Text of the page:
Saturday, December 18, 2010


Version at BMCR home site

Silvio Schirru, La favola in Aristofane. Studia Comica Bd. 3. Berlin: Verlag Antike, 2009. Pp. 184. ISBN 9783938032336. €45.90.

Reviewed by Victoria Jennings, University of Adelaide

Table of Contents

La favola in Aristofane is the first monograph to examine the fables in Aristophanes' plays. Part of the value of this book lies in Schirru's assimilation of the small scattered pieces of scholarship on the topic of fable and Aristophanes which might otherwise receive not much attention. Most of the value of the book lies in Schirru's clearly structured elaboration of what applying a bit of pressure to the Aristophanic texts might tell us about the how, why and whence of fables/fable motifs in the plays.

Schirru needs to get a couple of major issues out of the way before he can deal with Aristophanes' use of fable. Two of these issues are of the hair-tearing insoluble variety. Both are fundamental. The first concerns the deductions we might draw from the vocabulary of fable used by Aristophanes at a time before fable's subjection to the obsessive categorisation of later generations. The second involves a flounder in the quicksand of Quellenforschung. What was/were Aristophanes' source/s?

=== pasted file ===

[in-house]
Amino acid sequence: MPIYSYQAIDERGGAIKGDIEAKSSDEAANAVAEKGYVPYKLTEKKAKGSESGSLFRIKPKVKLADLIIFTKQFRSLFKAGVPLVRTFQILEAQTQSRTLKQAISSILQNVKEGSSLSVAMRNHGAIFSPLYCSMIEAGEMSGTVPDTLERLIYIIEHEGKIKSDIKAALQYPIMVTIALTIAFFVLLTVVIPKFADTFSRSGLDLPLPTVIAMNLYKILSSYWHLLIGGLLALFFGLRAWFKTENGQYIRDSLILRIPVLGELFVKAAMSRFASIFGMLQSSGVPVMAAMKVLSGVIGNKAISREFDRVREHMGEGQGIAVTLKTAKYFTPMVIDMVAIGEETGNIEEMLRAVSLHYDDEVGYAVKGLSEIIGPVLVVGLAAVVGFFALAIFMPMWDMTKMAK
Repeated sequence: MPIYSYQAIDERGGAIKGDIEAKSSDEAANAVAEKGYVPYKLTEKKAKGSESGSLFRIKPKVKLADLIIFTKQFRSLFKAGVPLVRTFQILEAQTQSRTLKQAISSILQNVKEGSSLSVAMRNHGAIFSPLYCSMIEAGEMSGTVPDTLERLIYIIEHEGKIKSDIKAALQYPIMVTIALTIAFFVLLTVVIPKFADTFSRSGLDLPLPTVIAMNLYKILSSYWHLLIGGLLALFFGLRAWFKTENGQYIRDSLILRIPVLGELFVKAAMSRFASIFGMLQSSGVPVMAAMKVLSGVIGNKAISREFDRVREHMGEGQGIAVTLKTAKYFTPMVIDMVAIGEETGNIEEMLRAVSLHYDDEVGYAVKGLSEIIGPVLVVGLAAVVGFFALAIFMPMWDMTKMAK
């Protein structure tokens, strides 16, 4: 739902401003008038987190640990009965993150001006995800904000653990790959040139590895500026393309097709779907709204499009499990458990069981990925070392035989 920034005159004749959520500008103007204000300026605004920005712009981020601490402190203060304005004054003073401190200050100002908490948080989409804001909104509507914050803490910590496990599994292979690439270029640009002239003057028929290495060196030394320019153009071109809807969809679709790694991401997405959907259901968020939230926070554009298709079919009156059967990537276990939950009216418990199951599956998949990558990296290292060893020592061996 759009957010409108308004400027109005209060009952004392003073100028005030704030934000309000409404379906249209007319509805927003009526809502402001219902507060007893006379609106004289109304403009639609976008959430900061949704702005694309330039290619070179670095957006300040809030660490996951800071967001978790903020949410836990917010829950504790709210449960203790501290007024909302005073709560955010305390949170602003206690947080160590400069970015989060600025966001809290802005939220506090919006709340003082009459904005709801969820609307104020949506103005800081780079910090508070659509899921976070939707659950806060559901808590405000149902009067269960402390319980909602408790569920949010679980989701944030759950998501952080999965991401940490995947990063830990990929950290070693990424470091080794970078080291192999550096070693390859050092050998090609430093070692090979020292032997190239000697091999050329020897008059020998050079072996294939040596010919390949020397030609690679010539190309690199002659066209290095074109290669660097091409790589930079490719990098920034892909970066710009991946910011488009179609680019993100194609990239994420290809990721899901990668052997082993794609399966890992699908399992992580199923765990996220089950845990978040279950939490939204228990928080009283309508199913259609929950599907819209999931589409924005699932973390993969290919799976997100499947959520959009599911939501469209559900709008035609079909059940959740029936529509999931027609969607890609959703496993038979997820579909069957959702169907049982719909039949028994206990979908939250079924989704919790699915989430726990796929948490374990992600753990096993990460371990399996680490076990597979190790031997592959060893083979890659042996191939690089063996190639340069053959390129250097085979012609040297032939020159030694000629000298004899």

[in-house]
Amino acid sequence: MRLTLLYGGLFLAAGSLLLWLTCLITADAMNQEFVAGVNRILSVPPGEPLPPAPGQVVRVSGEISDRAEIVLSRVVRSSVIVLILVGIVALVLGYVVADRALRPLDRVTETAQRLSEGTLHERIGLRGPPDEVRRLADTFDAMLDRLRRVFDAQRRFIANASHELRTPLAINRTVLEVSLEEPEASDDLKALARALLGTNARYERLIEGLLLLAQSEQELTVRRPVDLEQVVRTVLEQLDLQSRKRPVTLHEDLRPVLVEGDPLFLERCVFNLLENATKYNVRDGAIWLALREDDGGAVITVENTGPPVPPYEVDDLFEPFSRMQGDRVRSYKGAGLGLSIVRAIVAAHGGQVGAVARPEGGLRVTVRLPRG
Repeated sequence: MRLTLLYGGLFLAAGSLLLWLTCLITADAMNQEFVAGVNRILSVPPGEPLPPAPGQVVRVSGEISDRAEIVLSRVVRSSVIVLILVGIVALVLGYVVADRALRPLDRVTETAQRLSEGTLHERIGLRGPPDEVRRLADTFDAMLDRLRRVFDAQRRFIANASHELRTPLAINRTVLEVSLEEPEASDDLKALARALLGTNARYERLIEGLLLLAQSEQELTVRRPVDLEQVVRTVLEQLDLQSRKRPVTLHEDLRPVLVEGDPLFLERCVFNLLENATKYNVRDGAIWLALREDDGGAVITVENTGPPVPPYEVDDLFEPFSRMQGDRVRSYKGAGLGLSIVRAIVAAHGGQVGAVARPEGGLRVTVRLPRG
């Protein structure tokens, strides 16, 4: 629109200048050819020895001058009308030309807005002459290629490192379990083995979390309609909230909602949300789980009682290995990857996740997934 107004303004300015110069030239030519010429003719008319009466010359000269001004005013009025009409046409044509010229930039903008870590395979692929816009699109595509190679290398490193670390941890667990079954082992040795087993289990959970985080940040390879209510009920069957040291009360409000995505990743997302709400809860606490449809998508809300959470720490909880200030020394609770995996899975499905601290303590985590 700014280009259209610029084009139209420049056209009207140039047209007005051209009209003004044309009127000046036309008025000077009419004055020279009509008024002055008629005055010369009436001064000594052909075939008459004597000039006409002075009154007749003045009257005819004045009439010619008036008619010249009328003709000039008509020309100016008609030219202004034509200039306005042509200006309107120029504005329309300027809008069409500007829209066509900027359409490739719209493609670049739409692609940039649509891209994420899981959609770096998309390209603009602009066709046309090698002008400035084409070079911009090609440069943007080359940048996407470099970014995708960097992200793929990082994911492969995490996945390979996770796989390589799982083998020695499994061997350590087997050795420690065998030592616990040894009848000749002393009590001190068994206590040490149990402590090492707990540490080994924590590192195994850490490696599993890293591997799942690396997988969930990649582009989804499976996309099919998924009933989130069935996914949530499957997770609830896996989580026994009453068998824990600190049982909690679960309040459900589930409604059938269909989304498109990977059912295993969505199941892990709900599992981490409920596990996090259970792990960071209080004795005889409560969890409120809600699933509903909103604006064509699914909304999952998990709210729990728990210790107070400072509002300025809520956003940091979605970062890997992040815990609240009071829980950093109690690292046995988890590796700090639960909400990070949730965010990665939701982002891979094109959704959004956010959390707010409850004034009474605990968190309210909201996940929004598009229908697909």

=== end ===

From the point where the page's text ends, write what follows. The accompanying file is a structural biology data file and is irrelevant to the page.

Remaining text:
The development of the vocabulary of fable (λόγος, μῦθος) has received much attention.1 Schirru asks the right questions: do enough plays survive to determine Aristophanes' preferences? Are these preferences in line with his contemporaries? Is the progymnasmatist's punchy μῦθος ἐστι λόγος ψευδὴς εἰκωνίζων ἀλήθειαν (fable is "a fictitious story picturing a truth": Theon Progymnasmata 3; tr. Perry2) relevant to the fifth century? This question has ramifications for Schirru's discussion of the Aesopic λόγος as a dodgy (ἄπιστος) μῦθος at Peace 129-31 and for the use of μῦθος in Lysistrata.